Commentary: Credit Suisse, Silicon Valley Bank, FTX are reminders that risk and compliance shouldn’t be seen as a chore


Employees with a compliance mindset may not have much impact if the problems start at the top.

Enron had the values it extolled – integrity, communication, respect and excellence – painted on the company’s walls and highlighted in annual reports, but the leadership team still fooled regulators with fake holdings and unethical accounting practices.

With FTX, it was a case of lack of governance. There was no board to question the controls as Bankman-Fried treated the company as his “personal fiefdom” and gave free reign to his inner circle.

But these are ultimately extreme examples. They should tell us that for most companies, the approach to compliance needs to move away from the idea that it is simply a matter of preventing fraud.

Instead, it must be aimed at integrity management – honouring individuals’ moral, ethical and spiritual values which are key elements for proper functioning of organisations. The responsibility of managing risk and compliance is not just on a person or a division. It is about doing the right thing. Throughout entire organisations, everyone must be trained and educated on what the right thing to do is, and how to react when something goes awry.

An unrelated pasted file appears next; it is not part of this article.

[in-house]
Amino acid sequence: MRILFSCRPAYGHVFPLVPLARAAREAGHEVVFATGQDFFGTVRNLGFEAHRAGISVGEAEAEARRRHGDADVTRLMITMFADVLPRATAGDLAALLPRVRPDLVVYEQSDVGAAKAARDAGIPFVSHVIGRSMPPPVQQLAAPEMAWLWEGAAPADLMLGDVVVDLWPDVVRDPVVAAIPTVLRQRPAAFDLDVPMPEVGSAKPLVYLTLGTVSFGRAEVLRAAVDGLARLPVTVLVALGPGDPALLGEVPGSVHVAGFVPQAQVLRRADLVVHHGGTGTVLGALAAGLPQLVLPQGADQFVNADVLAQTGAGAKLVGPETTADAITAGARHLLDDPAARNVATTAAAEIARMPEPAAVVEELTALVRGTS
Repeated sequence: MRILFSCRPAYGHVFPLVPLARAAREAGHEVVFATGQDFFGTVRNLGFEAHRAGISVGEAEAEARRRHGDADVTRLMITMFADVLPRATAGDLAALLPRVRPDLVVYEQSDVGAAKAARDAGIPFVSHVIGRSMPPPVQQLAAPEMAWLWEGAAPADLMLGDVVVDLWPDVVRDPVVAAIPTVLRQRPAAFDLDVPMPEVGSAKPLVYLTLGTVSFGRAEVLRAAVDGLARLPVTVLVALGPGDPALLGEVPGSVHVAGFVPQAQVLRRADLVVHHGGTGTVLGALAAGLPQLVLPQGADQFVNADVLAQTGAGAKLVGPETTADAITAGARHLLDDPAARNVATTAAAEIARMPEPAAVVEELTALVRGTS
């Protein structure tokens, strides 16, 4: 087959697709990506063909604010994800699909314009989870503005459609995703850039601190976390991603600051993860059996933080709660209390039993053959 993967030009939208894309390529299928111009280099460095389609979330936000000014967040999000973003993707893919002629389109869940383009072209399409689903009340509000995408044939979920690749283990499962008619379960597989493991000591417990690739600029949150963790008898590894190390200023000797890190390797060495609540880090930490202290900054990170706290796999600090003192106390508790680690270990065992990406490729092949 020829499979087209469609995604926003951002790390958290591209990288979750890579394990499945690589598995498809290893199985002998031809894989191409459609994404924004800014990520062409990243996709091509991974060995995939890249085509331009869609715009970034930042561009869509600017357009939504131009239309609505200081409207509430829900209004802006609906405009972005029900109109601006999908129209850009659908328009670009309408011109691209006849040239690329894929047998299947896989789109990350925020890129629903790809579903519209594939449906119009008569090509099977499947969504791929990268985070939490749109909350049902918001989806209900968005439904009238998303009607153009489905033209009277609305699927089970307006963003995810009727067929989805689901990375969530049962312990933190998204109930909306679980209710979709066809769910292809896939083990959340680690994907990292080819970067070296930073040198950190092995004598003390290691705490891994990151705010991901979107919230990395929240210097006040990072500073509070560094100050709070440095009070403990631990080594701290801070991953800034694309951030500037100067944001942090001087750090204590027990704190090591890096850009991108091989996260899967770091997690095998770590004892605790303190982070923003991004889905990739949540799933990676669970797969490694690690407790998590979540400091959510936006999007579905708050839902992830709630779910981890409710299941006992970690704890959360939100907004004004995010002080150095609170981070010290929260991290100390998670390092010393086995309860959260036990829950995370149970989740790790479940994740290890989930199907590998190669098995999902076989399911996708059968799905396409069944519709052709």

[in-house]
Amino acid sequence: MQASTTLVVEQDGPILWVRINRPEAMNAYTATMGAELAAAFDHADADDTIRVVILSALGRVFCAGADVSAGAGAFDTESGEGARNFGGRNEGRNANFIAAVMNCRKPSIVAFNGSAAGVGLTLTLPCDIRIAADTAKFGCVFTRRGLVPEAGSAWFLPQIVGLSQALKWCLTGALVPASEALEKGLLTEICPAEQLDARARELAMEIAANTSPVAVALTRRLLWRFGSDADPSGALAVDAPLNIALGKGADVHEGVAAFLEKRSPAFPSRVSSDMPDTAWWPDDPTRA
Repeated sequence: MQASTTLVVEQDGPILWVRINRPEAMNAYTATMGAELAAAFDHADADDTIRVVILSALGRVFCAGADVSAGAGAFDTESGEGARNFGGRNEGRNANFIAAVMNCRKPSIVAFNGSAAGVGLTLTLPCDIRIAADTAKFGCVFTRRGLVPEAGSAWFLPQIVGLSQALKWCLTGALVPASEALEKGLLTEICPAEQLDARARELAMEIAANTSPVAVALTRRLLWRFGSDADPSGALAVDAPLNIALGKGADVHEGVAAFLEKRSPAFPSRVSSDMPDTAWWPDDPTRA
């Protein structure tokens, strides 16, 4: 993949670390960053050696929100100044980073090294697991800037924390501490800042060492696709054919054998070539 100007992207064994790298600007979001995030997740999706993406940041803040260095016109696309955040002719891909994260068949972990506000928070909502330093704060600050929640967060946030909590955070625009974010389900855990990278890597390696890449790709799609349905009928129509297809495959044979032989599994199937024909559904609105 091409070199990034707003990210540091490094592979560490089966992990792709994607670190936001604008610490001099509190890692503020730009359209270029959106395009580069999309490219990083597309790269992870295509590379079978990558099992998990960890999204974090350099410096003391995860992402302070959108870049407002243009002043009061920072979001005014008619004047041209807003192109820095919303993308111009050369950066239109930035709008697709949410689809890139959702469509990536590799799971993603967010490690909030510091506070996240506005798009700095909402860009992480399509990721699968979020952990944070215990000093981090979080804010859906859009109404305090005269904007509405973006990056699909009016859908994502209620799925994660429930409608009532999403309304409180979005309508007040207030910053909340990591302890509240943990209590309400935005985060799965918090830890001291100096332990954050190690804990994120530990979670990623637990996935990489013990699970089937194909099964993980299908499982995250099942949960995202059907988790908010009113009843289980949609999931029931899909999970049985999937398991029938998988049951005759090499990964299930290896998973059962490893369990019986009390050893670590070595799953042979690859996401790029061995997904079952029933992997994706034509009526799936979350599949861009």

The post-pandemic operating environment will throw organisations novel challenges and require changing mindsets and robust corporate governance.

To deal with this, companies will need to re-evaluate and build a culture of compliance that corresponds with the demands of innovation, employees, regulators and the community. Those who recognise the importance of this will have first-mover advantage.

Julia Chin is the Head of Compliance at Hugosave, a local savings app.

Source link

Tags: No tags

Add a Comment

Your email address will not be published. Required fields are marked *